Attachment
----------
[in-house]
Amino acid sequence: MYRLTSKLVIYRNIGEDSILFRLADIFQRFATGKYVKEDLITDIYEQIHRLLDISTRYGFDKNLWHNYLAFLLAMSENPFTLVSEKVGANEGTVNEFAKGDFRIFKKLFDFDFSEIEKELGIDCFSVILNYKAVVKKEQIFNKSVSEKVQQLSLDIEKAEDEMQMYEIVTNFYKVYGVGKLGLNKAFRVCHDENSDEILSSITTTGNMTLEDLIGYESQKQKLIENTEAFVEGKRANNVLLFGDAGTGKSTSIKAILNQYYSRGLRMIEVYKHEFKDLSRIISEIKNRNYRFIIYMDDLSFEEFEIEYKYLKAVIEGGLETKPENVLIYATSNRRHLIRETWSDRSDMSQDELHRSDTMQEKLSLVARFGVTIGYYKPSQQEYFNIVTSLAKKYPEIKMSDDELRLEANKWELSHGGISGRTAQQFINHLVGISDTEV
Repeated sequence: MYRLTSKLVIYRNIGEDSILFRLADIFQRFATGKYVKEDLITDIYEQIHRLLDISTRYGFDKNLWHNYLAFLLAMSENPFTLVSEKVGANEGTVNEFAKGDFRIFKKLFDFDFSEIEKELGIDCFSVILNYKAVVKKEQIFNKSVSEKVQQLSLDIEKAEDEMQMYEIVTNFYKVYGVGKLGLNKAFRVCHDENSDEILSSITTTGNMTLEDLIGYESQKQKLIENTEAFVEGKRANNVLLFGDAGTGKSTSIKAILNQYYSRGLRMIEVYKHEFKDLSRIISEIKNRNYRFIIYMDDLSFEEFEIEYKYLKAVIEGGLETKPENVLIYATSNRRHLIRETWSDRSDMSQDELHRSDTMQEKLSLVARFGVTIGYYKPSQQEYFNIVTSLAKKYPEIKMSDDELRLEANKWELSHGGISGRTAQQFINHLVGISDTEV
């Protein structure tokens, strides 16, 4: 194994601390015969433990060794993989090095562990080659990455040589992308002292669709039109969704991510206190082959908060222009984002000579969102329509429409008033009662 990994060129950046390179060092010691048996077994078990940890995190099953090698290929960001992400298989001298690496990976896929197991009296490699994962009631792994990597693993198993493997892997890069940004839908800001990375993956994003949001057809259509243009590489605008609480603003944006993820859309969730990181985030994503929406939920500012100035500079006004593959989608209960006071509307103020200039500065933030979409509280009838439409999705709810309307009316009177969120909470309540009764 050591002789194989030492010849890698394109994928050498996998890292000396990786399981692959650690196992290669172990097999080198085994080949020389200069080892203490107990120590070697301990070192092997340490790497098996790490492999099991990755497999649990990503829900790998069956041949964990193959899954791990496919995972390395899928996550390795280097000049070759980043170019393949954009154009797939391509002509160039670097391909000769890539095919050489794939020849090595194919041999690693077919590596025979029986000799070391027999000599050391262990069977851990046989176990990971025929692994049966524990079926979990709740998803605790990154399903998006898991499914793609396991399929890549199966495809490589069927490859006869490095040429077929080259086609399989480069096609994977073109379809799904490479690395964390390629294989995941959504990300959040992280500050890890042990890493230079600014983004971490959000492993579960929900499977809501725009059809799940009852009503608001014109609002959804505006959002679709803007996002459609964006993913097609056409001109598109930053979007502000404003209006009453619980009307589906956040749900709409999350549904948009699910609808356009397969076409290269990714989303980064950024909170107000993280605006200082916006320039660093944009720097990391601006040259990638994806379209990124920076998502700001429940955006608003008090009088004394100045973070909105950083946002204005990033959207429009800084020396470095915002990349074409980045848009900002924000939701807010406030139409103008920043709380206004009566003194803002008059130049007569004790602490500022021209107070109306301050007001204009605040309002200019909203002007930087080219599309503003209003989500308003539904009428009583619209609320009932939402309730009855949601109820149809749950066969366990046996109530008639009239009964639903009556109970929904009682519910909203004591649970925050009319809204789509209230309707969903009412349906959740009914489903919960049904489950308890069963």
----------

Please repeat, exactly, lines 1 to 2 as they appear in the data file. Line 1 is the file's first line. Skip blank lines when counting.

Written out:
[in-house]
Amino acid sequence: MYRLTSKLVIYRNIGEDSILFRLADIFQRFATGKYVKEDLITDIYEQIHRLLDISTRYGFDKNLWHNYLAFLLAMSENPFTLVSEKVGANEGTVNEFAKGDFRIFKKLFDFDFSEIEKELGIDCFSVILNYKAVVKKEQIFNKSVSEKVQQLSLDIEKAEDEMQMYEIVTNFYKVYGVGKLGLNKAFRVCHDENSDEILSSITTTGNMTLEDLIGYESQKQKLIENTEAFVEGKRANNVLLFGDAGTGKSTSIKAILNQYYSRGLRMIEVYKHEFKDLSRIISEIKNRNYRFIIYMDDLSFEEFEIEYKYLKAVIEGGLETKPENVLIYATSNRRHLIRETWSDRSDMSQDELHRSDTMQEKLSLVARFGVTIGYYKPSQQEYFNIVTSLAKKYPEIKMSDDELRLEANKWELSHGGISGRTAQQFINHLVGISDTEV